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As he announces his departure from Louis Vuitton, Kim Jones talks fashion, travel and how creativity connects the two worlds. We explore his swansong collection with LV — AW18
As he announces his departure as the head of Louis Vuitton menswear — a position he has held since 2011 — Kim Jones is likely to take a little time off to explore; travel is one of his most enduring love affairs, alongside fashion.
Born in London and raised in Kenya, he spends every spare second circumnavigating the globe, learning about exotic cultures and watching rare wildlife — travels that fire his imagination and ultimately inform his eclectic collections. He has taken the Louis Vuitton man to the plains of Botswana and the palaces of Jaipur, spliced Asian decoration with Americana — and he’s only just getting started.
Here Jones explains how a spirit of adventure is the lifeblood of his creativity:
“It’s fortunate that I enjoy being on planes because last year I took five round-the-world trips: Japan, Laos, New Zealand, Los Angeles then back again. Just last week I was in Asia, America and Europe, and I calculated that by March last year I had been to 15 countries, either on work or research trips — or holidays to switch off, where I inevitably end up working because there’s so much to absorb and learn.
“This year, my itinerary looks just as full — in January alone I visited five countries.
“Travel has always been a very important part of my life. I was brought up in Kenya, thanks to my father’s work as a hydrogeologist, and his career took us all over the world. When I was three months old we went to Ecuador; later we travelled through Ethiopia and Botswana. We stayed all over Africa and that experience has remained with me. It instilled in me a love of nature and wildlife — I’m passionate about conservation — and that underpins a lot of my excursions.
“With Africa, there’s just so much to take in. The space, the people, the striking contrast between places… When you’re five years old and seeing amazing animals in the wild on the plains of Kenya it stays with you.
“David Attenborough is one of my heroes; he was in my mind when I created my first collection for Louis Vuitton in 2011, which was influenced by Africa. He’s educated generations of people about our planet. I also love the work of conservationist Gerald Durrell and read all his books growing up. I actually wrote to him several times — he always wrote back.
“Joining Louis Vuitton was a natural fit. When I began working here I immediately found a connection between the iconic Louis Vuitton Damier check, created in 1888, and an original Masai blanket I had from my childhood. That discovery inspired the Damier Masai print featured in my first show.
“For SS16 I used references from my travels through south-east Asia — Thailand, Cambodia and Myanmar. I’d been to the latter the summer previously and seen some incredible things. The country has only recently opened up to tourism and it’s relatively unspoilt. I picked up pieces of fabric, bits of clothing, and looked at how the various hill tribes dressed — the shapes and cuts.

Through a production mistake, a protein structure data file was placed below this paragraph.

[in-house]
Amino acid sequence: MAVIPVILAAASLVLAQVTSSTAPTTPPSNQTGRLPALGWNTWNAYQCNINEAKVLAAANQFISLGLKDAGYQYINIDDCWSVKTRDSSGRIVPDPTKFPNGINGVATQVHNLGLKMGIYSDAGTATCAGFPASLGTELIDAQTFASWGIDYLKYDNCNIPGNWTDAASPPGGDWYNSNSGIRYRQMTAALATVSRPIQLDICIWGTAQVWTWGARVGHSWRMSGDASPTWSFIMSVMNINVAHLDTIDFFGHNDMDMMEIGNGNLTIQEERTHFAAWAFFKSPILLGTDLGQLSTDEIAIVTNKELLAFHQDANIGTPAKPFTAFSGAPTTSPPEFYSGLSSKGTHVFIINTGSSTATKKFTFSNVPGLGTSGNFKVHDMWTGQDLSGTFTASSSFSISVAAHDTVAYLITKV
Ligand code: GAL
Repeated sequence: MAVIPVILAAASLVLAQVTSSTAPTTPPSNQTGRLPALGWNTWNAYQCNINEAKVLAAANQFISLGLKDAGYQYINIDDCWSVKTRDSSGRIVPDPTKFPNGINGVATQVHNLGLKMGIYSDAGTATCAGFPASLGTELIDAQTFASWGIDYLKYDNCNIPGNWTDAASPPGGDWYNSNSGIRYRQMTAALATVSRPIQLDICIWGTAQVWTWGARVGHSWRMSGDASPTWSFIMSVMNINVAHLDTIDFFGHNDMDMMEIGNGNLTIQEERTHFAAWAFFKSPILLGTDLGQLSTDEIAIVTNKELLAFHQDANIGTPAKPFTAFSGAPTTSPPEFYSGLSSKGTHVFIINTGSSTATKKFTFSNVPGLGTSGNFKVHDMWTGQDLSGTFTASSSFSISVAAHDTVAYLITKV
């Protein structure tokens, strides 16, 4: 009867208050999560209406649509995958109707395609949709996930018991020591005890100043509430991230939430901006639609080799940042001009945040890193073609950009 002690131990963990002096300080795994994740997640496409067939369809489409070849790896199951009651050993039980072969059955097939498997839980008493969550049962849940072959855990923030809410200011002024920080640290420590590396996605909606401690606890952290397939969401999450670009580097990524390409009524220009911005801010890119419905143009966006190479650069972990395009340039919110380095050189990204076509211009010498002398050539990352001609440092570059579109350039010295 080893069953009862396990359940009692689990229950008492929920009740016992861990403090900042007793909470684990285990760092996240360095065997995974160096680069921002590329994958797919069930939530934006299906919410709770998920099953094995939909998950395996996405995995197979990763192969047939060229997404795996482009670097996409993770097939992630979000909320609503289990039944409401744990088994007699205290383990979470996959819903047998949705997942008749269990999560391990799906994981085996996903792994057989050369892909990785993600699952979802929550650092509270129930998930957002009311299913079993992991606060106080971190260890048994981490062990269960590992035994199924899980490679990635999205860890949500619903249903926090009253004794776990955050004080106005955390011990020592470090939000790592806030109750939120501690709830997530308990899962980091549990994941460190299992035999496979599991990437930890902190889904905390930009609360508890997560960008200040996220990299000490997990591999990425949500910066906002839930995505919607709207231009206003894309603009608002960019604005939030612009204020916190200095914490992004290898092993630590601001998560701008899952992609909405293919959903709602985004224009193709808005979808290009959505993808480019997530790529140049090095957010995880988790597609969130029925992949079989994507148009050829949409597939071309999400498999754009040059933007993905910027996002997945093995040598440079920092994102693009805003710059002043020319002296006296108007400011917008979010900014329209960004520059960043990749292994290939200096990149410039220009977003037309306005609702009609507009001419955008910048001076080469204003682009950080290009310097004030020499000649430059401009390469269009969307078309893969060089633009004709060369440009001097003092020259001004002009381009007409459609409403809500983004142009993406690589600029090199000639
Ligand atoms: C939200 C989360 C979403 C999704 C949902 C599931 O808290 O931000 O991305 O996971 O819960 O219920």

“What struck me were the similarities between pieces of their clothing from 50 years ago and modern sportswear. I found what almost looked like a tracksuit top, covered in stripes, and that jacket sparked everything in the collection. You get one thread of thought from something like that and then everything else follows. It’s fascinating to find authentic items from different cultures that teach you something: a new way of weaving a fabric, or a technique from the 1940s that’s become obsolete. Often it’s about working out how to make that modern and right for Vuitton.
“Besides Africa, the most fundamentally life-changing place I’ve been to is India. The culture is fascinating and I like the way they view animals. I’m not religious but there’s something magical about their spirituality.
“I’ve seen so many incredible places, but there are very few I wouldn’t want to go back to. I’ve been to Machu Picchu three times now, and I’d love to revisit Easter Island. I’ve been to Japan around 70 or 80 times — I’ve lost count. I love its food, its nature, its culture.
“Seeing rare animals in the wild is a pull for me when I travel. One place I revisit time and again is Tswalu, a private game reserve in the Kalahari, where you can see everything from lions to meerkats. I once dragged my friends to a remote island off the coast of New Zealand to see the kakapo, an endangered flightless parrot. There are only about 107 left in the world. You have to be invited there because they are so highly protected. Pangolins are a favourite of mine too, which I saw in South Africa last year. They’re the most traded endangered animal in the world. I’m excited about going to Vietnam soon to see the douc langurs, a rare breed of monkey.
“I’ve had some frightening experiences but ironically, my most recent scare was a car crash in LA during a torrential rainstorm that resulted in two black eyes. I’m never put off though. I want to see as much of this world as I can.”
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